Published Date

August 1, 1945

Resource Type

GI Roundtable Series, Primary Source

From GI Roundtable 37: Will There Be a Plane in Every Garage? (1945)

When the fighting ends, some 250,000 or more Army and Navy pilots are going to begin coming back from the war fronts, most of them eager to continue their flying. A large percentage of them will be young men of college age or even younger, and while many will be immediate prospects for personal planes, relatively few will have enough money to buy airplanes of their own.

Even though they could afford a $1,500 plane, pilots accustomed to the speed and performance of a B-25 Mitchell bomber or a P-38 Lightning may find that flying a 60-horse-power private airplane is pretty dull.

It has been suggested that the government sell its surplus fighter planes to these veterans of the air at about 10 percent of their cost. But this scheme just won’t work out. The purchase price of the average fighter plane would run around $4,000 and its 1,000-horsepower motors drink up some 100 gallons of expensive high octane fuel in less than 60 minutes. Only independently wealthy ex-servicemen could afford to buy and maintain such planes.

While it is not practical to sell fighter planes to veterans, it is very important that we do not allow these highly trained pilots to lose their skill. For we must depend on them to prevent our air power from ever again becoming woefully inadequate.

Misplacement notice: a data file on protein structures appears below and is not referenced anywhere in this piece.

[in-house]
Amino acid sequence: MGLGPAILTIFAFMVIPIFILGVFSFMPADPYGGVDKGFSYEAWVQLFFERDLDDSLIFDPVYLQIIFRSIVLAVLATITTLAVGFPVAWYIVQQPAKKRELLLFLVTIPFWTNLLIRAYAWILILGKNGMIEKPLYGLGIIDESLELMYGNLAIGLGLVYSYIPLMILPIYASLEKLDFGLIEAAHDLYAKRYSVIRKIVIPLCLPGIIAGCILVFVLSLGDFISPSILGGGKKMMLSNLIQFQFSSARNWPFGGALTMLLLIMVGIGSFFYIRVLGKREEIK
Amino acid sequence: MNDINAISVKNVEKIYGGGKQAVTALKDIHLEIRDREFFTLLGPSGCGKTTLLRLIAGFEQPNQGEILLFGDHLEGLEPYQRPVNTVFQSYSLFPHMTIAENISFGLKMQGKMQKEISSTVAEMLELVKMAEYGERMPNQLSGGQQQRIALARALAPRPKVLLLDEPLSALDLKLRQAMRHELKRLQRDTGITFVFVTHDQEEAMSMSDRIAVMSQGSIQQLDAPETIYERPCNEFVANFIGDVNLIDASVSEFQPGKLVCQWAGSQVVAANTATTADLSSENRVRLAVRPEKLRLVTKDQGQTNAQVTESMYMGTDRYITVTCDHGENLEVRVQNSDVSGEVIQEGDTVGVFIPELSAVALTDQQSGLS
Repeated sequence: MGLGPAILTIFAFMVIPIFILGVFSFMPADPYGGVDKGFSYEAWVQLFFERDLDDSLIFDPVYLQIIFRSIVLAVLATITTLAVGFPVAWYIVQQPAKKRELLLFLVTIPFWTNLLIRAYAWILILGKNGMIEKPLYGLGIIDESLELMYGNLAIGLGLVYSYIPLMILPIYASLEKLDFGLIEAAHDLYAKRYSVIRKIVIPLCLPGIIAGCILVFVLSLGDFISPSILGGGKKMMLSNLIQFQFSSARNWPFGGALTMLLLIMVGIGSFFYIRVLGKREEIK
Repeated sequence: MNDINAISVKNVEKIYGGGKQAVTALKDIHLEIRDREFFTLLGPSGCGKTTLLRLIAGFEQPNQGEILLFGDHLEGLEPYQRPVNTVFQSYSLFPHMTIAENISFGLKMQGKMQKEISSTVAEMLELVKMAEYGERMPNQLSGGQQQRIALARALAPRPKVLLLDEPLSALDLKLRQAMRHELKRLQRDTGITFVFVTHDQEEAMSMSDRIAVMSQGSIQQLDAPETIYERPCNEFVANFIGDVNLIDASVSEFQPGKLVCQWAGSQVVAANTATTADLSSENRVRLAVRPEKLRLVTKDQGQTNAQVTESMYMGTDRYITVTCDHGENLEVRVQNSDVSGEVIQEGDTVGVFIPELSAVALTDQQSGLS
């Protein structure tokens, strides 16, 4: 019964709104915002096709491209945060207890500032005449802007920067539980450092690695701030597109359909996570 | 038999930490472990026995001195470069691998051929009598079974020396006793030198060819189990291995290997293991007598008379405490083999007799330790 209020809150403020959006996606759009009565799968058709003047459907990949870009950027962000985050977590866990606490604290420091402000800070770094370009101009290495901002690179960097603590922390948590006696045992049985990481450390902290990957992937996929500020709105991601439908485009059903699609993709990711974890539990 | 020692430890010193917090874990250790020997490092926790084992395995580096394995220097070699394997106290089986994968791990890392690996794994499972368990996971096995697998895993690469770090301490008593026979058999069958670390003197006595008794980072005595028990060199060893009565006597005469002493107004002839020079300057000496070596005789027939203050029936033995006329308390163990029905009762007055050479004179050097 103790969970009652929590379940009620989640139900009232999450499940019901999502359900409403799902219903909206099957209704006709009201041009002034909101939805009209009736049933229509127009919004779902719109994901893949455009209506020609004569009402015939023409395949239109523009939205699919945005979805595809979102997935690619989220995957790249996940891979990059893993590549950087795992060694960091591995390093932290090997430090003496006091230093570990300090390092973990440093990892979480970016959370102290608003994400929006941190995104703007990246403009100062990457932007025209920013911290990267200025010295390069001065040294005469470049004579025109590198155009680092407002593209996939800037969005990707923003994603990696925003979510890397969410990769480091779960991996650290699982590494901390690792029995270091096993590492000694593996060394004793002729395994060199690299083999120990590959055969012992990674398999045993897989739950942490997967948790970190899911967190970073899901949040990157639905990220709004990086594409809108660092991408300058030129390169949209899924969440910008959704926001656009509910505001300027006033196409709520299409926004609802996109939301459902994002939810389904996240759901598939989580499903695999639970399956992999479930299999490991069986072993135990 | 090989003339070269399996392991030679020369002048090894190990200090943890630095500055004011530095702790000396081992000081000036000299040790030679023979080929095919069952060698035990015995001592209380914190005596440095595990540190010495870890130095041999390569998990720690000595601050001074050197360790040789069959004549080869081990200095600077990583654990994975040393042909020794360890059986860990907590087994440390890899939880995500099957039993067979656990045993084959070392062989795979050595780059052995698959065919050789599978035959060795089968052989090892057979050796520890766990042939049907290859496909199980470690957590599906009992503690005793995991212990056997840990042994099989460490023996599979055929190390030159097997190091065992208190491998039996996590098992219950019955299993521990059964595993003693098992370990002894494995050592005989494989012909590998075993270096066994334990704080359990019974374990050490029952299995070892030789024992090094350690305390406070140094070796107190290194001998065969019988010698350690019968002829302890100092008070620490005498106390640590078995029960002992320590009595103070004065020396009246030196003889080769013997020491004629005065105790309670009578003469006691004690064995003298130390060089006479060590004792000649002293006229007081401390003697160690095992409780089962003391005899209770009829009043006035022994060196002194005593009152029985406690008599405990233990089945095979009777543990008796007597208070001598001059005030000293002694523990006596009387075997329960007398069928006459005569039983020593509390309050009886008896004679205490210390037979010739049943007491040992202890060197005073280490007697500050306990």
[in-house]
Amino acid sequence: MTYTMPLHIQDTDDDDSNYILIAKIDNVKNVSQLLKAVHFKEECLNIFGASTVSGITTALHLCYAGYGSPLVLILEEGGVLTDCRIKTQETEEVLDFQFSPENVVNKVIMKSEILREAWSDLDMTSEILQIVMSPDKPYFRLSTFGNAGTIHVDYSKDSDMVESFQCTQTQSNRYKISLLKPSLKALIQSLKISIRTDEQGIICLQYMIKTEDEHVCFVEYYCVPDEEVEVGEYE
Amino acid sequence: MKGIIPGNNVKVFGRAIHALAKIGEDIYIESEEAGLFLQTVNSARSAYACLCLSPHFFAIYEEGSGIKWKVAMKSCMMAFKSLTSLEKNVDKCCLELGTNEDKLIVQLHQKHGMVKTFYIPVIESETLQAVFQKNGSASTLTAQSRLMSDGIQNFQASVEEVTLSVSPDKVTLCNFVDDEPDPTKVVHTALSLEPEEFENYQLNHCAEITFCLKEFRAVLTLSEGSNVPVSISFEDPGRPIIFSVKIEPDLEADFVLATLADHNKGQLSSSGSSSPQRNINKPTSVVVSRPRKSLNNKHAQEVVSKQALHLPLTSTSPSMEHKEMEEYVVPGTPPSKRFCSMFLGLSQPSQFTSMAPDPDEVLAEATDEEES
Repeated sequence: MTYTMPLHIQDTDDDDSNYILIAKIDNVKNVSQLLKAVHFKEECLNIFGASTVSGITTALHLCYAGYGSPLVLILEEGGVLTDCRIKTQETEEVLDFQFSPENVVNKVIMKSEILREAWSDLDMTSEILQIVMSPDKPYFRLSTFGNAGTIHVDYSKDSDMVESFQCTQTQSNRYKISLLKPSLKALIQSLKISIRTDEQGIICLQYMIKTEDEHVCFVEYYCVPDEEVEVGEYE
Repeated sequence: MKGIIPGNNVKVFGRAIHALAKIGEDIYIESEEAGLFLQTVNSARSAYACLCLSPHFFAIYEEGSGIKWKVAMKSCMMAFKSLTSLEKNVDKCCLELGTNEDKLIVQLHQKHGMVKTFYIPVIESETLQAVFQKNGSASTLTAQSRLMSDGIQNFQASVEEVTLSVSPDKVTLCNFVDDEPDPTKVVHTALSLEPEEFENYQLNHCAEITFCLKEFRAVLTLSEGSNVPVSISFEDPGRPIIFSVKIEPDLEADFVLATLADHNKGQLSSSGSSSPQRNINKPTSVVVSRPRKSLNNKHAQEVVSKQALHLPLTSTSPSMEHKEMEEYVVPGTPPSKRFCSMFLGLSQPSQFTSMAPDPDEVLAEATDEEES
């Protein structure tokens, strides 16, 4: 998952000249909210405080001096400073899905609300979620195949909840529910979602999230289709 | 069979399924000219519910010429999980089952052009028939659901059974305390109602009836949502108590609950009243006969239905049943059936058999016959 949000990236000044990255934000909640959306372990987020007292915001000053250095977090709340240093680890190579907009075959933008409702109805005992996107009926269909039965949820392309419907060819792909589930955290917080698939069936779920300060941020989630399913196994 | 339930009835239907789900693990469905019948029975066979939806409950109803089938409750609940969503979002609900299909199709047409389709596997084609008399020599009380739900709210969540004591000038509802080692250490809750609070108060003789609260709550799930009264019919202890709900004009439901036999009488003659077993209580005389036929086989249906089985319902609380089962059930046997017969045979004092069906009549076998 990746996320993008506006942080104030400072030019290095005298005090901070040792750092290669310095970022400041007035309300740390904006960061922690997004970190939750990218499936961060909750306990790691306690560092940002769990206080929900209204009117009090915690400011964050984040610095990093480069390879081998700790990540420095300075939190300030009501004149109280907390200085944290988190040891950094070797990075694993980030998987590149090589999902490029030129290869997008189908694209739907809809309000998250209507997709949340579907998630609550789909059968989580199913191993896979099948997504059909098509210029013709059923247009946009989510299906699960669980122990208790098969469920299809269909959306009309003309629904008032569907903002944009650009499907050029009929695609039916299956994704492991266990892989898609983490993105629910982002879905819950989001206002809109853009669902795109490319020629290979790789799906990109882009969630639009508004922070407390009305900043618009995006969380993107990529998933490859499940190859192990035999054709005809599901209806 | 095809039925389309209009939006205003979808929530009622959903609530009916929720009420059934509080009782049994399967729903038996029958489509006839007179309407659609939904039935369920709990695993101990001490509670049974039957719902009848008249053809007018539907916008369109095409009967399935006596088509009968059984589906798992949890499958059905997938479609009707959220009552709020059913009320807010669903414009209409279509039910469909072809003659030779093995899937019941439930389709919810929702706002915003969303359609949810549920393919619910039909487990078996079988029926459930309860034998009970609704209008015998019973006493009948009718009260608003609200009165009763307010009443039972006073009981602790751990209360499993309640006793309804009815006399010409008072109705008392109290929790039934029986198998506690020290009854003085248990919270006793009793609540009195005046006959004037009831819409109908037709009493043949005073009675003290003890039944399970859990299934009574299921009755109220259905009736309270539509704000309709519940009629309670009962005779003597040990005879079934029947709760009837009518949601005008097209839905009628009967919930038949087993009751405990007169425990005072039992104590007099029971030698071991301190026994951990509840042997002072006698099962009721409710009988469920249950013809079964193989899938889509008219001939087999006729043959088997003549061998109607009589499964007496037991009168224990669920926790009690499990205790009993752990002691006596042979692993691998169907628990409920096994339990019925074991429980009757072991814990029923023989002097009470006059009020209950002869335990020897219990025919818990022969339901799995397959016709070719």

Two practical ways have been suggested in which ex-war-plane pilots can be kept in the air. They could be put on a reserve status, with military planes available for their use, or they could buy flying time from commercial schools and be reimbursed by the government for a certain number of flying hours each week.


Are war pilots safe flyers?

Many service pilots have never received civilian pilot, training. All their air education has been in the aerial acrobatics of combat flying. This is not permitted in the skies over America, where it might endanger civilian lives and property.

Under an official Army Air Force policy, combat and air crews will be required to take training courses in the principles of flying safety and civil air traffic rules after they return from overseas and before they are reassigned to active duty. These special courses are now going on at redistribution centers on both the Atlantic and Pacific coasts. Commenting upon the new policy, General Arnold remarked, “Flying safety in this country shall have first consideration, and unsafe flying habits acquired in combat must be forgotten.”

Returning military pilots are eager to fly, and private plane owners often urge them to fly their planes regardless of their inability to handle such slow and low-powered aircraft after months of flying high-speed military planes. Enough nonmilitary accidents have resulted to make it necessary for the CAA to require returning pilots to prove their complete adequacy for the type of flying involved.

Any service pilot who has not flown a certain type of plane in three months is now required to make five take-offs and landings before he can take up a passenger. If he has not had solo experience within six months, he must take a check flight with an instructor.

To prevent fighter pilots from stepping into the cockpits of commercial airliners and taking up passengers on the strength of their war record, civil air regulations now require the service pilot to prove that his military pilot rating is equal to the type and grade of pilot certificate he seeks. He must submit a certificate from the appropriate officer proving his experience and competency as a military pilot. In addition, he is required to pass a written examination on civil air regulations and must have a certificate of honorable discharge from the military service.